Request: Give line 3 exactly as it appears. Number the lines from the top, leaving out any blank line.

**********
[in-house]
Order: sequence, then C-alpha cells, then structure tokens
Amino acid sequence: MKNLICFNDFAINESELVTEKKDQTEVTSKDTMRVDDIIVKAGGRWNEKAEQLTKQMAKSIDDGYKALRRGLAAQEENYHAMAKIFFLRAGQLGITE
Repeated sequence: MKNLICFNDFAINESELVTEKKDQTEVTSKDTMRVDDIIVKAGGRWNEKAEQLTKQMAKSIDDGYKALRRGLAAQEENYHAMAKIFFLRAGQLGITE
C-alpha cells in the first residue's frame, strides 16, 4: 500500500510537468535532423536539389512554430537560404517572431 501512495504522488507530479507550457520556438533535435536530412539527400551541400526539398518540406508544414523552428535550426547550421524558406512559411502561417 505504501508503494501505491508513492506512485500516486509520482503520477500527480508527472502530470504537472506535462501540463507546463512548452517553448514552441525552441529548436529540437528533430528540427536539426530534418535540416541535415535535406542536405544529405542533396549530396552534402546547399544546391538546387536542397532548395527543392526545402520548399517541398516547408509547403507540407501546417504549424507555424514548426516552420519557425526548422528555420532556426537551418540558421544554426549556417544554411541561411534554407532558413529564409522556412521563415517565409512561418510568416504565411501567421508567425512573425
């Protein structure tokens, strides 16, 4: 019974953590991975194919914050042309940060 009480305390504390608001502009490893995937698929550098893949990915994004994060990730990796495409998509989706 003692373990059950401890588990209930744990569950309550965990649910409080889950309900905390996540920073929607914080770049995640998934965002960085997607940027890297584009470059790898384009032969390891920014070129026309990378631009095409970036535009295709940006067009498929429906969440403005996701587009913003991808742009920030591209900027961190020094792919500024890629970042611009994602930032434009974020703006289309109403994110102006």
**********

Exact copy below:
Amino acid sequence: MKNLICFNDFAINESELVTEKKDQTEVTSKDTMRVDDIIVKAGGRWNEKAEQLTKQMAKSIDDGYKALRRGLAAQEENYHAMAKIFFLRAGQLGITE